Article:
Gibbons plays the sleazy Director and lampoons the movie audition and its legendary corollary, the casting couch. Barbie is recast, not as the impossible-to-attain ideal beauty, but as the victim of sexual harrassment and exploitation.
This title is also available on Joe Gibbons Videoworks: Volume 1.
In this angry answer to the expectations advertising culture places on women and their bodies, Tanaka deftly edits commercial images and sound-bite slogans to underscore the message such images carry: that women exist to please men, as wives, mothers, and lovers. Tanaka balances such mainstream images with black and white footage of herself lying naked next to her own doubled image, rejecting the mainstream model of female sexuality that regularly consists of seductive glances and suggestive poses arranged and pre-ordained for the male gaze of the spectator.
This video is part of the 5 Video Hits series.
This piece still seems relevant to me somehow, perhaps because its main characters remain titans in the entertainment industry. But what of Janet Jackson, off-screen then and now?
Book Report explores themes of sexual assault, the weaponization of language, and the futility of escape. It combines short sequences of Mad Men's Don Draper with relevant facts about the 2016 presidential campaign — including a history of the hashtag #trumpbookreport and notes on a payment to the mysteriously named “Draper Sterling” ad agency. A choral voice-over, drawn from the infamous Access Hollywood transcript, revises the misogynist “locker room talk,” turning it against the original speaker.
A video that observes the thrill, terror, and boredom found in watching mass spectacles, and the unexpected loneliness when you miss them. This video speaks of both the power and the failure of the televised experience to bind us to one another.
Burrow-Cams features footage from cameras that have been placed inside underground animal habitats (dens, burrows, etc.). Animals showcased include: burrowing owl, black-footed ferret, porcupine, badger, prairie vole, swift fox, deer mouse, and black tailed prairie dog.
Note: This title is intended by the artist to be viewed in High Definition. While DVD format is available to enable accessibility, VDB recommends presentation on Blu-ray or HD digital file.
Showcasing local documentaries made on 1/2" equipment, Changing Channels was a weekly alternative video magazine produced by University Community Video (UCV) and aired on public television station KCTA, Minneapolis. In The Business of Television News, which aired as part of the Changing Channels series, several area television news operations were asked to examine their objectives and their markets.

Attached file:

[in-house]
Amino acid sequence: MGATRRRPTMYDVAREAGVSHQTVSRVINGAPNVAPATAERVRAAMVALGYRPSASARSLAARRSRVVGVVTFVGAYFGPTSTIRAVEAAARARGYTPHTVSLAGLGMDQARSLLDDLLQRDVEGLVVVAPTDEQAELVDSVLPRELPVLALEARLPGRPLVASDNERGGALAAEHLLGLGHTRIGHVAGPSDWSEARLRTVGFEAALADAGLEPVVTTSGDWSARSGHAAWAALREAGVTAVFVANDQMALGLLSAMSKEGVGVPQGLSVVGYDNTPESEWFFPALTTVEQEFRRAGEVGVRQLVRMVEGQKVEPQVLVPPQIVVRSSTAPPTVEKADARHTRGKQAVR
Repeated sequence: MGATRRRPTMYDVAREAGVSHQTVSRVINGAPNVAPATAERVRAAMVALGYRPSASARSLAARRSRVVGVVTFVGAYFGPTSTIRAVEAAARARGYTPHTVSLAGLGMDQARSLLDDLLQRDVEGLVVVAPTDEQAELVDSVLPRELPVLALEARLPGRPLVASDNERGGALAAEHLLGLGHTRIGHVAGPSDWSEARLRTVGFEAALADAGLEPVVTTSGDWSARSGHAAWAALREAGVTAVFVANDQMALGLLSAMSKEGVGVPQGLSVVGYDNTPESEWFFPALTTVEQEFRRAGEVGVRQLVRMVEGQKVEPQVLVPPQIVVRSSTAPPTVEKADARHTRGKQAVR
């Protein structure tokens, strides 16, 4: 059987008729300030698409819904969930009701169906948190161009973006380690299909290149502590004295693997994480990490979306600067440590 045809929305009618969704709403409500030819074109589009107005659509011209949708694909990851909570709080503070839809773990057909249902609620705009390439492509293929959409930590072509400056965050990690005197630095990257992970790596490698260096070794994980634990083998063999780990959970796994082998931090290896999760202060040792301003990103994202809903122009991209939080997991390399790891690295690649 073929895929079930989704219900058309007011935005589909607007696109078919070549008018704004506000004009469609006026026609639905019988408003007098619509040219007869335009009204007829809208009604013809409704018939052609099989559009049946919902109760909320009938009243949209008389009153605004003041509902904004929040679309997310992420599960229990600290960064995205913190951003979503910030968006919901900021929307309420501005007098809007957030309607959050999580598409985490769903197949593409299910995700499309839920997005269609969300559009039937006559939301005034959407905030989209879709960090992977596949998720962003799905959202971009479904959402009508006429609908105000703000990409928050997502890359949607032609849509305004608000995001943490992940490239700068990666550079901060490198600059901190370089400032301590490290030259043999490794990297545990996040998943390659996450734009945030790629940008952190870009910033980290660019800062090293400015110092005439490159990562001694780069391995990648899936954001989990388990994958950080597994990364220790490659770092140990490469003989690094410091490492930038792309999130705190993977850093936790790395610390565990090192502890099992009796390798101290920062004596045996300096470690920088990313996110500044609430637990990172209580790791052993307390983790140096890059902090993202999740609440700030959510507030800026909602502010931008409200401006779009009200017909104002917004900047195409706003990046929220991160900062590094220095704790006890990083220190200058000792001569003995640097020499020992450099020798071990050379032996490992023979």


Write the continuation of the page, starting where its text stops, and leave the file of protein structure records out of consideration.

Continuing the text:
The Videofreex had several experiences with the Black Panther Party, including interviewing Illinois Chapter Deputy Chairman Fred Hampton and New Haven Minister of Information Cappy Pinderhughes. In this tape, recorded on March 5th 1971, the Videofreex one-person camera crew Bart Friedman is walking the hallways of CBS, trying to find out where a video statement by Black Panther Eldridge Cleaver is located. The shots are mostly close up on people’s torsos and there is some image loss, but the sound is intact. The tape has an eerie espionage feel.
An insert square of a man running is superimposed over a magnified mouth that speaks to him — first in nurturing encouragement, then with a no-win Mommie Dearest kind of criticism. Originally presented as an installation on six monitors, Deadline focuses on “the stress man feels in the urban environment,” using a range of digital video effects to stretch, compress, flip and fracture the image.
In this video, Brenda Sexual, Glennda Orgasm, and friends act out a drag queen murder mystery that takes place on their talk show. Later, they attend the Queer Fashion Army Invasion, a sit in of openly queer public fashion performance outside the Fashion Institute of Technology in Manhattan. Then, the pair arrives at a video store to discuss queer undertones of Hollywood films, like Grease, Rocky II, and Yentil.
In this episode of The Brenda and Glennda Show, Brenda and Glennda create a satire of 1990's infomercials. The video includes interviews and performances by Vaginal Davis, Bruce LaBruce, and Chris Teen.
An episode of The Brenda and Glennda Show, hosted by Brenda Sexual and Glennda Orgasm.
In this episode of The Brenda and Glennda Show, Brenda and Glennda comically debate changing the name of their show to Drag Queens for Jesus, in order to convert all the secular homosexuals to Christianity. They discuss topics like abortion and censorship from a drag queen perspective, exploring the hypocrisy and inherent bias of Christian ideals. Later, Brenda gets her nipple pierced in homage to Sandy Daley's Robert Having His Nipple Pierced (1971).